Want to use this recipe for a mini naked wedding cake as the main one is not gluten free. Can I freeze the sponges a d make up later? Kay

    • Just Jo 22/07/2016 at 19:14 - Reply

      Hi Kay, thanks for stopping by. I haven’t made and froze ahead but I’ve a friend who has done it and she’s a cake maker by trade. She said it was, and quote, perfection!

  18. Kay Parker 22/07/2016 at 19:22 - Reply

    Thank you so much I will let you know how it goes. A few weeks yet.

    • Just Jo 22/07/2016 at 19:23 - Reply

      Great – I look forward to it! Good luck, I’m sure it will be fabulous xx

  19. Hannah 12/09/2016 at 04:52 - Reply

    My little boy has just been diagnosed as coeliac and we also have been sent a sample box of the juvela flour so I think I’m going to try this recipe out for his 3rd birthday cake next week. It looks fab! I don’t suppose it lasted long enough to find out, but do you know how well it would keep for? I’ve made him some pretty good fairy cakes with the Doves sr flour but they seem to go stale extremely quickly. I’ve heard of things like replacing a few spoons of flour for ground almonds or a bit of the butter with coconut butter can help, but just don’t have the time to experiment before the party!

    • joblogsjobakes@gmail.com 13/09/2016 at 08:21 - Reply

      Hi Hannah – I’m sorry there was a few days before I could reply. I’m pleased to report that continued use of Juvela has revealed it keeps extremely well. I know exactly what you mean about Doves Farm staling fast – if you can use it the same day, it’s ok but it goes rock hard after 24 hours. The Juvela mix is utterly superb, can’t recommend it enough. All the best for the party – have a large glass of wine ready for when it’s done ;)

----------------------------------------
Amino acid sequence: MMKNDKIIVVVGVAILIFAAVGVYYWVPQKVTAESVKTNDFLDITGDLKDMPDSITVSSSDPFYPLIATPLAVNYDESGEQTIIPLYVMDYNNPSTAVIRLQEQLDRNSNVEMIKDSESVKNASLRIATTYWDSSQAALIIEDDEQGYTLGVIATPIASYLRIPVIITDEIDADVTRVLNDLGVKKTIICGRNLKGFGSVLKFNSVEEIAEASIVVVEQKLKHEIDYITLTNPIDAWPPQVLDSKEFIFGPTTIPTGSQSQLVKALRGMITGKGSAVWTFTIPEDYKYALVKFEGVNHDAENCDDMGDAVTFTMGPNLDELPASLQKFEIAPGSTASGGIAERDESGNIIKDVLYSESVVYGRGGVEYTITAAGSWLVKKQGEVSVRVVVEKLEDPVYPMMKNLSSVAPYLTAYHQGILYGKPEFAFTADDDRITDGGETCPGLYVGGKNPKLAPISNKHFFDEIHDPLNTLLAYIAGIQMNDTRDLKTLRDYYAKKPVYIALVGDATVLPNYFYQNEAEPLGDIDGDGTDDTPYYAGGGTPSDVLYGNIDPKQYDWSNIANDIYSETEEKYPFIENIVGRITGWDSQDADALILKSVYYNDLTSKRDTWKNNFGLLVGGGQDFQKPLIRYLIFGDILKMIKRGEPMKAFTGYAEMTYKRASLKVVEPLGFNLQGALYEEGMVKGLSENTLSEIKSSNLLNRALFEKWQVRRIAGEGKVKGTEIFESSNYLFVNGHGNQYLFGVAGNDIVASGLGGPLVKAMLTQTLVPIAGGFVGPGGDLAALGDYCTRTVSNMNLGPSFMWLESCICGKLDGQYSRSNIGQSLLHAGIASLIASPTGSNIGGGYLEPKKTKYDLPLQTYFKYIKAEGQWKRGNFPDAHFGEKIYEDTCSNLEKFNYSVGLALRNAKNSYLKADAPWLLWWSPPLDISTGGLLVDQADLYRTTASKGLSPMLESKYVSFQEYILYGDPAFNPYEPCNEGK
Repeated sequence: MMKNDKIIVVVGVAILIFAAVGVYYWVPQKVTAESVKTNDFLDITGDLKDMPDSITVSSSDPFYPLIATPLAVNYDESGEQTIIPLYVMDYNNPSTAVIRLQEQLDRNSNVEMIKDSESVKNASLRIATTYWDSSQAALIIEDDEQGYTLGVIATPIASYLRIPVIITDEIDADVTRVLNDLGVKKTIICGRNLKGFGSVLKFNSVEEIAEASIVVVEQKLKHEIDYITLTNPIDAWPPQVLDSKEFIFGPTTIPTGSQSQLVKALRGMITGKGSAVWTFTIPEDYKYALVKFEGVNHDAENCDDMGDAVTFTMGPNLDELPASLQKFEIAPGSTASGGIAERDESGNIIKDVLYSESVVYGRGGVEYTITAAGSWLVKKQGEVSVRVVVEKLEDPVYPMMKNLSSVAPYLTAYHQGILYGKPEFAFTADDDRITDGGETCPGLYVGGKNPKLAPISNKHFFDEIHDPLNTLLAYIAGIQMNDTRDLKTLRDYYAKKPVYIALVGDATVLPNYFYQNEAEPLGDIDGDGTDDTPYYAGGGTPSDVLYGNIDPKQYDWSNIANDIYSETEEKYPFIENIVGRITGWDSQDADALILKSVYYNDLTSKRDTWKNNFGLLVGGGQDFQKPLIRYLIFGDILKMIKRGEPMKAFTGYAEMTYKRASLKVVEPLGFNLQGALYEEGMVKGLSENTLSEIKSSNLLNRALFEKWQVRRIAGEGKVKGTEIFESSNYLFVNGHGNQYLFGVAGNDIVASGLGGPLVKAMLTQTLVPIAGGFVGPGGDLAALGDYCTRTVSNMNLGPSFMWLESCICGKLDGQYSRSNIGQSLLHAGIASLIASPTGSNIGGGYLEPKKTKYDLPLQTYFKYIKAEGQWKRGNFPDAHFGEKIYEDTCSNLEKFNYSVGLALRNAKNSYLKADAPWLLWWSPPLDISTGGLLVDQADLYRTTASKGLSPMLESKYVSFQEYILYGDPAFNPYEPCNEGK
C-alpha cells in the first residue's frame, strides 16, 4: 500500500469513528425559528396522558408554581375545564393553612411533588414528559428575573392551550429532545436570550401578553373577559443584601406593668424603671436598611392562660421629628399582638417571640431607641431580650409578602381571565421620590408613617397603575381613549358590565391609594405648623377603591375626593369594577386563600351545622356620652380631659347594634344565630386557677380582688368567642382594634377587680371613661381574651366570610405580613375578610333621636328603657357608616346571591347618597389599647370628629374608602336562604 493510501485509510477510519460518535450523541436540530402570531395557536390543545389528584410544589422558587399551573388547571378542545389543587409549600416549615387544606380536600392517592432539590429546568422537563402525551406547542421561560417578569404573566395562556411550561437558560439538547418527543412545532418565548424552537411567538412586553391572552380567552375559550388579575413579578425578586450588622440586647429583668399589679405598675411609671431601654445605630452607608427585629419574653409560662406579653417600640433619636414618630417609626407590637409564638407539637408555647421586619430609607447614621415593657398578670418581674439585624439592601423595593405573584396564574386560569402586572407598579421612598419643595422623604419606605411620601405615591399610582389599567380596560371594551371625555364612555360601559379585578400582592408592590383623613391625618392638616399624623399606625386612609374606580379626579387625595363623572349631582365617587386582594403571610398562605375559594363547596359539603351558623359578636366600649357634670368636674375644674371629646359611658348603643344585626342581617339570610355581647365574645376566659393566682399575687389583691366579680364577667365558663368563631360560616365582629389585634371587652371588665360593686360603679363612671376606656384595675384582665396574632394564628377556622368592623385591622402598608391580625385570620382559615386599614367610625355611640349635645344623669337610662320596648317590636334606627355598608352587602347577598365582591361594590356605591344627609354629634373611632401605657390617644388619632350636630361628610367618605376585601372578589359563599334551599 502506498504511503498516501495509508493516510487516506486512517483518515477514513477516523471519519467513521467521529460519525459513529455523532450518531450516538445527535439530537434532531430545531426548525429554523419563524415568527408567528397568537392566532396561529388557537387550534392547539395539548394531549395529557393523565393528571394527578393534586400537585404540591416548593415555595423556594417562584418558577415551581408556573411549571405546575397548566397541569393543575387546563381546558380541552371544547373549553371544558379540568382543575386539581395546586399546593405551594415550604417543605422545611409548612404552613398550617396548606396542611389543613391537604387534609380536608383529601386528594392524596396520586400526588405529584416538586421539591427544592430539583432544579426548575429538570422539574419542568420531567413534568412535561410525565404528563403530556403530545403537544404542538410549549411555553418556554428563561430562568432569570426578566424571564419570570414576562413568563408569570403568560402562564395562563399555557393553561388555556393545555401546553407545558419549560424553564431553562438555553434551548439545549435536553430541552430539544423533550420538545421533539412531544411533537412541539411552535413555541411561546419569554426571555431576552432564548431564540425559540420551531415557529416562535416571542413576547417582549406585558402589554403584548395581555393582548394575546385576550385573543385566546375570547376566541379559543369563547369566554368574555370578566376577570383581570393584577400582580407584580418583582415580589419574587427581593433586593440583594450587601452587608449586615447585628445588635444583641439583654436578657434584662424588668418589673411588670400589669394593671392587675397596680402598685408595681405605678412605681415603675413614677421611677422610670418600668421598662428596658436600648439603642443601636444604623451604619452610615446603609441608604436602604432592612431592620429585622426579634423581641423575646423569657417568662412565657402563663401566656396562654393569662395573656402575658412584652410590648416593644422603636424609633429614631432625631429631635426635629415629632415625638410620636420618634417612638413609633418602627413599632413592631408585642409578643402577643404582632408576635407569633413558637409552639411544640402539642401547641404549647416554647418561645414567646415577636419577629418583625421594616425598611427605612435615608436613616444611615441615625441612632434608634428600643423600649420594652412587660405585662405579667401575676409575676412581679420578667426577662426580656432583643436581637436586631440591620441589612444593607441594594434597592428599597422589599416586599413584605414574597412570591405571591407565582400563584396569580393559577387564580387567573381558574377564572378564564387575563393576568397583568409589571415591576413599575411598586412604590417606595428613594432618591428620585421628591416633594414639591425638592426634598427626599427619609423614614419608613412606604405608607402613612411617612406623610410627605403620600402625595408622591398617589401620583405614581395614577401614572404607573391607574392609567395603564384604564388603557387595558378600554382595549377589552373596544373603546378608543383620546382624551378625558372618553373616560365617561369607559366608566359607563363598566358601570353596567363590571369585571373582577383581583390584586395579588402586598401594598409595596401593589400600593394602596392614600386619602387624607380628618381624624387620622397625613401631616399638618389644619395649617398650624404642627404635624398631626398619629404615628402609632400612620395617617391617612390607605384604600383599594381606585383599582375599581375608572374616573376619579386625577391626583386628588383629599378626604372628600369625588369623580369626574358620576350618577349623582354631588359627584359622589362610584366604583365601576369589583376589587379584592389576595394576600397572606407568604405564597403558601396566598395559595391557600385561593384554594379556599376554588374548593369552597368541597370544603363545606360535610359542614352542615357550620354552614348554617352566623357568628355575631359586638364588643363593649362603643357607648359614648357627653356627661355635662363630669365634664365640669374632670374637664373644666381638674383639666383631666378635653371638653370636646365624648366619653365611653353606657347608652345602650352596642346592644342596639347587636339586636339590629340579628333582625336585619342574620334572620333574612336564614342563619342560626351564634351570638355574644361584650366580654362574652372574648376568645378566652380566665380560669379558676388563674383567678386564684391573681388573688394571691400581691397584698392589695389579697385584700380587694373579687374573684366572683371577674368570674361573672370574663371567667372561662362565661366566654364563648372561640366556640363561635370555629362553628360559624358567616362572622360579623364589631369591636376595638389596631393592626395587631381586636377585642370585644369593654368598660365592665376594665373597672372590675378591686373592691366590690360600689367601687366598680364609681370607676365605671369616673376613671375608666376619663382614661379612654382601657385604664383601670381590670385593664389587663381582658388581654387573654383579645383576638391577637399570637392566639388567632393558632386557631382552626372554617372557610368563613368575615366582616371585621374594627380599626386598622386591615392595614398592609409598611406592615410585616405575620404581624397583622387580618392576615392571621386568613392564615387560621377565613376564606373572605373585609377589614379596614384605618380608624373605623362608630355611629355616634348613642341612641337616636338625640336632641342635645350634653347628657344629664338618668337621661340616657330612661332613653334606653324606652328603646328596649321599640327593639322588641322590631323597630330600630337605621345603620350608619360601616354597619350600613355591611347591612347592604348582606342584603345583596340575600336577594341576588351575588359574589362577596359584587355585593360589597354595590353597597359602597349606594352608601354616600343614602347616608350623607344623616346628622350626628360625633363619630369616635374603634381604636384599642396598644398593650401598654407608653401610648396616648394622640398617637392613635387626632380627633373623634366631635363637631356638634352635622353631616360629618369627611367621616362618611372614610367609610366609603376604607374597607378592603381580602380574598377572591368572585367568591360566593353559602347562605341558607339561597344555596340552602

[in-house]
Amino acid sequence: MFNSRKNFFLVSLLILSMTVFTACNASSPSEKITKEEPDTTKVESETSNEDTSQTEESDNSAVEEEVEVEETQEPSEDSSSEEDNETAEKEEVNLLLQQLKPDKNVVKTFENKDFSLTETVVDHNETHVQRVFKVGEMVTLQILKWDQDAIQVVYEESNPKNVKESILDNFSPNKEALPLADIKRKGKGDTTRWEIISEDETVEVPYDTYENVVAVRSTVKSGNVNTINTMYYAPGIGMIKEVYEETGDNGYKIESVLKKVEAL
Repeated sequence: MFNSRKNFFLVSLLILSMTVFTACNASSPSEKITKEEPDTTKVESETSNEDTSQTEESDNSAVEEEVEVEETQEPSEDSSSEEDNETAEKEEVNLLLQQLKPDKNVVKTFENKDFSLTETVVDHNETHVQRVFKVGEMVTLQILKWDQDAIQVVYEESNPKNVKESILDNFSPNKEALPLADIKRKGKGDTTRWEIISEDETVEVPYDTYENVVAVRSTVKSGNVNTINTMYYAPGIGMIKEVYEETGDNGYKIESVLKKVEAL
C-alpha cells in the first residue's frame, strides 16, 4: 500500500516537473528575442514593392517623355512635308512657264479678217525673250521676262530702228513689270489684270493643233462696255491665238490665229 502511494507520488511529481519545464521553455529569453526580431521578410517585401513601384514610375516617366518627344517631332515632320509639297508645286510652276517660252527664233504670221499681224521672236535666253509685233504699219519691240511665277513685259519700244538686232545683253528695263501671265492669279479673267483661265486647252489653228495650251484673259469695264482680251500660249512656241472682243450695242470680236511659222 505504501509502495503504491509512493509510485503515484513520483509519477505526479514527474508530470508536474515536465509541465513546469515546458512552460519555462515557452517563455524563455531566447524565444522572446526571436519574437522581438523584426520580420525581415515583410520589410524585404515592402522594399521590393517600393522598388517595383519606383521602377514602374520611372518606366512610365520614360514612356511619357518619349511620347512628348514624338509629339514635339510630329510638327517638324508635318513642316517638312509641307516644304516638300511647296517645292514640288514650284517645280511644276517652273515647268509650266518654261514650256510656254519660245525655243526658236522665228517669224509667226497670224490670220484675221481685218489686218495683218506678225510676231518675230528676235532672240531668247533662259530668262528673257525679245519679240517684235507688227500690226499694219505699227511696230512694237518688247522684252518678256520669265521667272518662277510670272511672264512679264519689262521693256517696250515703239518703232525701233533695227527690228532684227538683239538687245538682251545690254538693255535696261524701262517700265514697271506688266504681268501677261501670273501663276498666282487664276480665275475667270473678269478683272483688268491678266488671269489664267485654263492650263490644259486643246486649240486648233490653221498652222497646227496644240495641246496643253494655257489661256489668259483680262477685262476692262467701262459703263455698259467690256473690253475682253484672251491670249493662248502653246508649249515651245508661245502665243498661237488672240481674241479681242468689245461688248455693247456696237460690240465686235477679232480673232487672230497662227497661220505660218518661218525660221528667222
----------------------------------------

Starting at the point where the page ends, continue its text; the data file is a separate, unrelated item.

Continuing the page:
20. Dee 18/07/2017 at 15:45 - Reply

    Just shows how unfair it is that prescription items are being stopped in a lot of areas when the price of some items is so expensive!
    Looking forward to trying this recipe!

    • Just Jo 20/07/2017 at 17:58 - Reply

      I know – it must be a nightmare for families with little money already. I so wish Juvela would make the flour mixes available to buy at a reasonable price. If they weren’t so outrageously expensive, so many more people would use them. Cake makers would have a field day as it would open up the world of gluten free celebration cakes for them!